So, maybe I could make something like this for the chisels and combination squares, marking knives etc and make a couple of Sellers’ toolchests for holding planes with a big sawtill to hold all the saws. Decisions decisions.

toolboxlayoutdecember

Now, Sketchup is fine and dandy, but what is needed is a dose of reality.

I put all the small tools into a 3 drawer mechanic chest. This actually seems to work just fine. This little chest would have to be put on a stand.

mechanicchest1

The chisels fit in there OK, but I left them back into their own wooden box so they wouldn’t get banged up.

Next up is mocking up a 24″ x 18″ chest. I lugged this tall mechanics chest along for a comparison. The bottom section is 26-1/2″ x 14″.

mechanicchest2

This would lead me to believe that a chest 18″ deep is a bit big. Also, Tommy Mac’s cabinet is that little bit too wide at 28″. I don’t think I could get my arms comfortable to the sides of it.

Oh well, that’s where I’m at. No conclusions yet, just more questions.

Hmmmmmmmmm…

.mechanicchest3

Not pretty, but I’ll try this out for a while.

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For comparison:

toolboxorama

From left to right: Tommy Mac’s NBSS toolchest, Paul Sellers’ benchtop toolchest, my large toolchest, my small one that I have for taking to jobsites, Paul Sellers’ joiner’s toolchest with loaded tills, Chris Schwarz’s Dutch toolchest, Chris Schwarz’s traveling “anarchist” toolchest, Chris Hasluck’s large joiner’s toolchest, Roy Underhill’s joiner’s toolchest.

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2 thoughts on “The ongoing everchanging toolbox saga.

  1. Great blog. I find myself using Paul Sellers tool box and an anarchist tool chest. Between the two they hold just about everything. They were both great projects to build. Of course there is that cardboard box under the bench with a couple more saws and bits of pieces of planes. Now where will I put them…….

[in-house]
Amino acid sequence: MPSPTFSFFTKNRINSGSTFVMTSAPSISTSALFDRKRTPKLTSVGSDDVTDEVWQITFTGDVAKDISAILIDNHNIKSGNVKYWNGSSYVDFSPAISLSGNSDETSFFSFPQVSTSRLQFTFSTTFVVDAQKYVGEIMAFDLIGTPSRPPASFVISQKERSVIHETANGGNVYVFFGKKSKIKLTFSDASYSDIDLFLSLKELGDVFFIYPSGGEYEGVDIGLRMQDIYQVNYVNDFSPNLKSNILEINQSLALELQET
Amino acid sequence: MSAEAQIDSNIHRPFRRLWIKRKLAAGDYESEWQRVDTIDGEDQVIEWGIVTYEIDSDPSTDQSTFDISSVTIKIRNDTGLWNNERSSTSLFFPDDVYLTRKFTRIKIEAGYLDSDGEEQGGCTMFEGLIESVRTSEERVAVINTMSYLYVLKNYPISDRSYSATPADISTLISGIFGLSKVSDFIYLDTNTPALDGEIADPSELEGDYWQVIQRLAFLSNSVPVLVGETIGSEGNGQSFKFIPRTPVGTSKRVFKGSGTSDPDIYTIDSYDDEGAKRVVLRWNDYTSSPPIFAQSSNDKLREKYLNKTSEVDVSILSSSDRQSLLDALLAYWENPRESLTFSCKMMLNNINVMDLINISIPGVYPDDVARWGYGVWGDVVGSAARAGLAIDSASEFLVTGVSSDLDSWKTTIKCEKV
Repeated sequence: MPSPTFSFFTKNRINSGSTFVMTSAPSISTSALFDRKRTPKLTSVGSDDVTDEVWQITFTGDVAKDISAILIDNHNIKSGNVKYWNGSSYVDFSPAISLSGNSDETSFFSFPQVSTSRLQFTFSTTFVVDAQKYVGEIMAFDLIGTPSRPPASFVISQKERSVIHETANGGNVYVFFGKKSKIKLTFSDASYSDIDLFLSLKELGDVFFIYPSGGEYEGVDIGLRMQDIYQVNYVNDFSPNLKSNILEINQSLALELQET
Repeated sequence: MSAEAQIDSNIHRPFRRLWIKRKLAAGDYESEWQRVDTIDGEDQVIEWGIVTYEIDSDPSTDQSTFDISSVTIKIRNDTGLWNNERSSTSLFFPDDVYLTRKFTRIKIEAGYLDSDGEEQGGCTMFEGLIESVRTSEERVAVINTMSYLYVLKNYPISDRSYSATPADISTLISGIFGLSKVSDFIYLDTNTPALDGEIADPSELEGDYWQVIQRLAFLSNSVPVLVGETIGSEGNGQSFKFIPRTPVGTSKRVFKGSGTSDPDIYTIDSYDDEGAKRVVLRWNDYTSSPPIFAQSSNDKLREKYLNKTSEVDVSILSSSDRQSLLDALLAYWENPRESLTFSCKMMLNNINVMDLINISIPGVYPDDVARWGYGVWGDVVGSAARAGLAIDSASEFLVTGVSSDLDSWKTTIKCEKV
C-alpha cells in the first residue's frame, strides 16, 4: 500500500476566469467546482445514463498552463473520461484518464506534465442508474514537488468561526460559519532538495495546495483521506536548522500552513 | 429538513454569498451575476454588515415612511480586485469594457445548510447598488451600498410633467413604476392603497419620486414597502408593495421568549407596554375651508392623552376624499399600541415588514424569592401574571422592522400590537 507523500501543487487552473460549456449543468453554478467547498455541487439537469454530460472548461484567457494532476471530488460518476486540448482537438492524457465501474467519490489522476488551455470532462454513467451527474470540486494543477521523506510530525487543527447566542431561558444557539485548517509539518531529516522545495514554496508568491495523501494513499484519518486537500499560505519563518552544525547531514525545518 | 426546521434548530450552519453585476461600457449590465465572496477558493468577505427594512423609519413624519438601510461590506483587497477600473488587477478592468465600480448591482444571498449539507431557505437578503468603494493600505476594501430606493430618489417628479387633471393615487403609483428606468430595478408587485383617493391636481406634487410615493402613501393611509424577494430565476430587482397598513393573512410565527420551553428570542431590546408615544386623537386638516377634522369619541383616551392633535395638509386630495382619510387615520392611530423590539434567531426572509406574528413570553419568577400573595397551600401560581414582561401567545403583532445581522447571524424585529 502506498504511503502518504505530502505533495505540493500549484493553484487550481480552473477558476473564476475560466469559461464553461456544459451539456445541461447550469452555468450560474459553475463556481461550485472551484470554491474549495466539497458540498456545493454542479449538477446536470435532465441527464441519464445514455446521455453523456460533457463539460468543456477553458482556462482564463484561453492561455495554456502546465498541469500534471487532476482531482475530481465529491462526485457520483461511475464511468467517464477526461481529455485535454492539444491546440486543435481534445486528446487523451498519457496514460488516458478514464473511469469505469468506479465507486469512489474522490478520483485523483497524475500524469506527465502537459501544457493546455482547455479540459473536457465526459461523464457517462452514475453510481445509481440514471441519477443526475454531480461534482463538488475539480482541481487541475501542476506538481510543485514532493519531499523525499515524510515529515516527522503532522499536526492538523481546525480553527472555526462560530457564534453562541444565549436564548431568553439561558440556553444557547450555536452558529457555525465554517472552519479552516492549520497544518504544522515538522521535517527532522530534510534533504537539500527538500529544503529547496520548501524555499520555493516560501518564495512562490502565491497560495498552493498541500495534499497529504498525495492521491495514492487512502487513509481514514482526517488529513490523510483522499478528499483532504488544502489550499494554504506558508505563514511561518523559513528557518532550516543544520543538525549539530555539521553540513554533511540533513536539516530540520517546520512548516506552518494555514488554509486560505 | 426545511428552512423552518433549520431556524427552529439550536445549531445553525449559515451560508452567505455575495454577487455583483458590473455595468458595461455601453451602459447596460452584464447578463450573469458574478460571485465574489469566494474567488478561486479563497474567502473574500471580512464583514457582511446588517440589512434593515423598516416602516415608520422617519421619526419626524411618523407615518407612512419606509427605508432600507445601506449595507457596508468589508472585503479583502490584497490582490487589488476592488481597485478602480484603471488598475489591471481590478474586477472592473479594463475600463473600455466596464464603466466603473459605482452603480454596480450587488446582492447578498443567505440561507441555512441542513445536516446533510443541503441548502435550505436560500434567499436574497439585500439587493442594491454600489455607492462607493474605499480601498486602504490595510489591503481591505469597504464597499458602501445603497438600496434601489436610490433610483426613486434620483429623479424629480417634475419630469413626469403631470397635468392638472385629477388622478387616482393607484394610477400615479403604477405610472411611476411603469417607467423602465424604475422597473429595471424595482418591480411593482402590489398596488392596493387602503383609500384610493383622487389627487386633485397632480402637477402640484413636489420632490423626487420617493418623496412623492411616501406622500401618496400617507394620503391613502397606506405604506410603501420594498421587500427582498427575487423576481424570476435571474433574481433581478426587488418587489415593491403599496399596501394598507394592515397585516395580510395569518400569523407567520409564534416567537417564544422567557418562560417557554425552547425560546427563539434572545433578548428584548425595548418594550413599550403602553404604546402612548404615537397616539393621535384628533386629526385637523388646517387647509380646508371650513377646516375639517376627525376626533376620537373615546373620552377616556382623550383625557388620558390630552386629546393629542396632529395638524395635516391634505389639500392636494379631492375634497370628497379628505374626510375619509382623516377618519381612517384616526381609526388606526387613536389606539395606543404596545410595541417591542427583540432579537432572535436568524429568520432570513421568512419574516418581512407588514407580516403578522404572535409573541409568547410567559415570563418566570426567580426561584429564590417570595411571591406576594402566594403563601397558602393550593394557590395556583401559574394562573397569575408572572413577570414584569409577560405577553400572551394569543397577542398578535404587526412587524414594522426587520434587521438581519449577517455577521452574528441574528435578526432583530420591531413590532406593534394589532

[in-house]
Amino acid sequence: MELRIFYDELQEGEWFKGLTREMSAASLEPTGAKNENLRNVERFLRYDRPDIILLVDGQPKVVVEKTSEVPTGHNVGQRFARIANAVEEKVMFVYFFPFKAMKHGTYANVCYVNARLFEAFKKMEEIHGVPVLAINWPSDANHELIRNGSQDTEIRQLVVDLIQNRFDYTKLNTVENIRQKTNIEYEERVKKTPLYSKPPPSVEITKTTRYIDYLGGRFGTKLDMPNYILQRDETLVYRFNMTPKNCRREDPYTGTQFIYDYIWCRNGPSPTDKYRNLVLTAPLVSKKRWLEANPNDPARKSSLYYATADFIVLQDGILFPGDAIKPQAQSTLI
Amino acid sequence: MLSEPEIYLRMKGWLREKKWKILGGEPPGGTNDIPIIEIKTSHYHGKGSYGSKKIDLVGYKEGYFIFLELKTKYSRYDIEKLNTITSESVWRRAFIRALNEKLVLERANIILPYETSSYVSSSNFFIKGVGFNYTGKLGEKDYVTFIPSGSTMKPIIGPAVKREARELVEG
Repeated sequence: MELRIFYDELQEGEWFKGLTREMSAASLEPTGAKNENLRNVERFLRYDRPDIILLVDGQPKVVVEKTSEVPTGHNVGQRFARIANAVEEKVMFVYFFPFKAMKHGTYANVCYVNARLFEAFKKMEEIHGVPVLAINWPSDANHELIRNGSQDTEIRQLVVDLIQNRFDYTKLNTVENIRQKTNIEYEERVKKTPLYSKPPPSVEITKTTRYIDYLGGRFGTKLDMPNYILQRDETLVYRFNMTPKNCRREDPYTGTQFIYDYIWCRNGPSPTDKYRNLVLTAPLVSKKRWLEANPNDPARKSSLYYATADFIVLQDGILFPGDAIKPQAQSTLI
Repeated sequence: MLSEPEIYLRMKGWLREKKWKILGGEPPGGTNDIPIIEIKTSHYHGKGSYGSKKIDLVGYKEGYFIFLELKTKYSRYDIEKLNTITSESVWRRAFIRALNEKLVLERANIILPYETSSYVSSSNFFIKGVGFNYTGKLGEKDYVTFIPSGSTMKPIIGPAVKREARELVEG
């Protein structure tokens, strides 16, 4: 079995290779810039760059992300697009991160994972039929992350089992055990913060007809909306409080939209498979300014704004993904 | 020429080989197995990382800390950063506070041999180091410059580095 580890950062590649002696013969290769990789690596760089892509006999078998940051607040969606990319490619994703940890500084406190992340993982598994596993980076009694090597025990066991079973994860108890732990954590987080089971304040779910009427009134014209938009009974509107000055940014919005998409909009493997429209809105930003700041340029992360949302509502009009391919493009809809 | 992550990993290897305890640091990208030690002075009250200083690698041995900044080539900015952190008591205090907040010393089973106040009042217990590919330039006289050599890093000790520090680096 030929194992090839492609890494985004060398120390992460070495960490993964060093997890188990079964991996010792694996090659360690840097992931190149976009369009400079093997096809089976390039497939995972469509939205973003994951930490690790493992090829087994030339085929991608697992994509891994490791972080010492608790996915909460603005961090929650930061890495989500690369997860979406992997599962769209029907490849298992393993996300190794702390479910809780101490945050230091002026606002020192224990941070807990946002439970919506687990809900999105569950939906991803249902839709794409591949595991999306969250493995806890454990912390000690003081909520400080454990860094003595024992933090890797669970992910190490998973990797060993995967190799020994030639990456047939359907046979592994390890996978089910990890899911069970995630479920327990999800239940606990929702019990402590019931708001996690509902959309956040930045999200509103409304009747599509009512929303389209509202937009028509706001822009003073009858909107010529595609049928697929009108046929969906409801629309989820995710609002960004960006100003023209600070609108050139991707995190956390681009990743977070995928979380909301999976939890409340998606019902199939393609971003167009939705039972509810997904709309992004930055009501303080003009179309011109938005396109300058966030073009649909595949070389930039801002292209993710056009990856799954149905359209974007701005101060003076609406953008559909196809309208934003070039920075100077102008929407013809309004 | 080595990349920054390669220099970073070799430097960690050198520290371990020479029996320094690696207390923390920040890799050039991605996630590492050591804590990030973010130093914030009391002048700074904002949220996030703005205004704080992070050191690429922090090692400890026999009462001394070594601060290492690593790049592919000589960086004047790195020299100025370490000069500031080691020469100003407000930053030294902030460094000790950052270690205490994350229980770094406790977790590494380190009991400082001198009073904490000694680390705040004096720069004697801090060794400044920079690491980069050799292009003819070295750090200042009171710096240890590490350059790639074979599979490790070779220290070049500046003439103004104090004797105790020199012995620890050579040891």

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  2. Well said. Plain and simple, I think a serious woodworker makes choices based on preferences. In the theological realm we often refer to interpretation of Scripture based on context. Our preferences for storing tools is like the context for woodworkers to opt for one kind of tool storage over another. Some prefer to store tools on a wall, in cabinets, in drawers, and some look for the best design for a toolchest with tills/trays. I started out with metal toolboxes and, like you, the gradual acquisition of tools changed my needs. Writers can suggest the preference thing, but their recommendations don’t work for everyone. Schwarz, Underhill, Carlyle Lynch, and many others in books, videos, and magazines have offered us toolchest designs, but I thought your retrofit toolchest was clever. I’m at the point where I have two toolchests, but don’t want to store everything in a box. Bottomline, this woodworker will have more than one toolchest and recognize that wall and drawer storage has some distinct advantages. As a group we don’t say enough about ergonomics and this might be an opportunity for many older woodworkers.
    Great job on Sketchup too.
    Blessings,
    Jim

    Liked by 1 person